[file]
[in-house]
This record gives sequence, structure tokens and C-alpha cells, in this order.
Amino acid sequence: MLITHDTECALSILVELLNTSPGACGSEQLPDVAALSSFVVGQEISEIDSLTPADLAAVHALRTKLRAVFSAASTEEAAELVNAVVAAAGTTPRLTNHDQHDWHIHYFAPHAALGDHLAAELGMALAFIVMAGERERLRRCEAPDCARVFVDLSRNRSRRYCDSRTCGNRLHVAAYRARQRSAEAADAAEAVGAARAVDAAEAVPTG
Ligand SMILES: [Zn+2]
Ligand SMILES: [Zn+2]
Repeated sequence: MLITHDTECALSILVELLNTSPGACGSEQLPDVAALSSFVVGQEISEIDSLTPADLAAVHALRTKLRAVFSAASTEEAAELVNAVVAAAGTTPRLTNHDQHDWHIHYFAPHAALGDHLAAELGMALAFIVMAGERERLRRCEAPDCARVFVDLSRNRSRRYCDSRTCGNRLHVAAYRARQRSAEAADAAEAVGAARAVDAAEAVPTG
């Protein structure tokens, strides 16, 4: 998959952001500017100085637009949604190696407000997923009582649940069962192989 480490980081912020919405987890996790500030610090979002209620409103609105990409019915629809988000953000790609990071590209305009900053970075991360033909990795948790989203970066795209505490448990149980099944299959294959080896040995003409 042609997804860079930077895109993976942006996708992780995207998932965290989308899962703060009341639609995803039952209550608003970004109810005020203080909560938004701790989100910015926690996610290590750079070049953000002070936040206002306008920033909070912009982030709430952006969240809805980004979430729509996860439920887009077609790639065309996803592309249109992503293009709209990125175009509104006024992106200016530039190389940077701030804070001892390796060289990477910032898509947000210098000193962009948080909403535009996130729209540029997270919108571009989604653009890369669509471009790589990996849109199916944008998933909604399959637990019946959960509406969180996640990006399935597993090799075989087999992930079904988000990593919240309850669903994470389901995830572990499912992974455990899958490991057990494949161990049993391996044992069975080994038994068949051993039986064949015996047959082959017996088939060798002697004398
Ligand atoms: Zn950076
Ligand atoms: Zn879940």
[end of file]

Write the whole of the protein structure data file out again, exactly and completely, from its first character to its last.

[in-house]
This record gives sequence, structure tokens and C-alpha cells, in this order.
Amino acid sequence: MLITHDTECALSILVELLNTSPGACGSEQLPDVAALSSFVVGQEISEIDSLTPADLAAVHALRTKLRAVFSAASTEEAAELVNAVVAAAGTTPRLTNHDQHDWHIHYFAPHAALGDHLAAELGMALAFIVMAGERERLRRCEAPDCARVFVDLSRNRSRRYCDSRTCGNRLHVAAYRARQRSAEAADAAEAVGAARAVDAAEAVPTG
Ligand SMILES: [Zn+2]
Ligand SMILES: [Zn+2]
Repeated sequence: MLITHDTECALSILVELLNTSPGACGSEQLPDVAALSSFVVGQEISEIDSLTPADLAAVHALRTKLRAVFSAASTEEAAELVNAVVAAAGTTPRLTNHDQHDWHIHYFAPHAALGDHLAAELGMALAFIVMAGERERLRRCEAPDCARVFVDLSRNRSRRYCDSRTCGNRLHVAAYRARQRSAEAADAAEAVGAARAVDAAEAVPTG
């Protein structure tokens, strides 16, 4: 998959952001500017100085637009949604190696407000997923009582649940069962192989 480490980081912020919405987890996790500030610090979002209620409103609105990409019915629809988000953000790609990071590209305009900053970075991360033909990795948790989203970066795209505490448990149980099944299959294959080896040995003409 042609997804860079930077895109993976942006996708992780995207998932965290989308899962703060009341639609995803039952209550608003970004109810005020203080909560938004701790989100910015926690996610290590750079070049953000002070936040206002306008920033909070912009982030709430952006969240809805980004979430729509996860439920887009077609790639065309996803592309249109992503293009709209990125175009509104006024992106200016530039190389940077701030804070001892390796060289990477910032898509947000210098000193962009948080909403535009996130729209540029997270919108571009989604653009890369669509471009790589990996849109199916944008998933909604399959637990019946959960509406969180996640990006399935597993090799075989087999992930079904988000990593919240309850669903994470389901995830572990499912992974455990899958490991057990494949161990049993391996044992069975080994038994068949051993039986064949015996047959082959017996088939060798002697004398
Ligand atoms: Zn950076
Ligand atoms: Zn879940």